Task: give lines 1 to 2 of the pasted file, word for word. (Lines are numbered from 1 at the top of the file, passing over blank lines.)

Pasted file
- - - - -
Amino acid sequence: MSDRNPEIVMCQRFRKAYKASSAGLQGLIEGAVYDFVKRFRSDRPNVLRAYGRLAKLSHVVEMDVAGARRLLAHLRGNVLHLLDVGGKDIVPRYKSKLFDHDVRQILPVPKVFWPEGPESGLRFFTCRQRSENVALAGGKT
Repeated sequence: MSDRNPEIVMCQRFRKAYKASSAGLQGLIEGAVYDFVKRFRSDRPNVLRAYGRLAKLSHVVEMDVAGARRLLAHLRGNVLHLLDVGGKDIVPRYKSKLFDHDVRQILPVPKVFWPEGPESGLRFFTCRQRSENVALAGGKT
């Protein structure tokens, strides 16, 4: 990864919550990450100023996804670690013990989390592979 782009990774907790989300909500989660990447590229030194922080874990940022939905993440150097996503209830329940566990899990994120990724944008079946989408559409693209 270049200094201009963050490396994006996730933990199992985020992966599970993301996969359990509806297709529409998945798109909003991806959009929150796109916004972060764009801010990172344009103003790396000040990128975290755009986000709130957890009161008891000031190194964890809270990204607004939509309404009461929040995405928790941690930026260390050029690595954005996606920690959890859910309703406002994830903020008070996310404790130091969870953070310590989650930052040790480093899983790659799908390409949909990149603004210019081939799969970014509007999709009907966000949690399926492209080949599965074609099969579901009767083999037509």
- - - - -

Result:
Amino acid sequence: MSDRNPEIVMCQRFRKAYKASSAGLQGLIEGAVYDFVKRFRSDRPNVLRAYGRLAKLSHVVEMDVAGARRLLAHLRGNVLHLLDVGGKDIVPRYKSKLFDHDVRQILPVPKVFWPEGPESGLRFFTCRQRSENVALAGGKT
Repeated sequence: MSDRNPEIVMCQRFRKAYKASSAGLQGLIEGAVYDFVKRFRSDRPNVLRAYGRLAKLSHVVEMDVAGARRLLAHLRGNVLHLLDVGGKDIVPRYKSKLFDHDVRQILPVPKVFWPEGPESGLRFFTCRQRSENVALAGGKT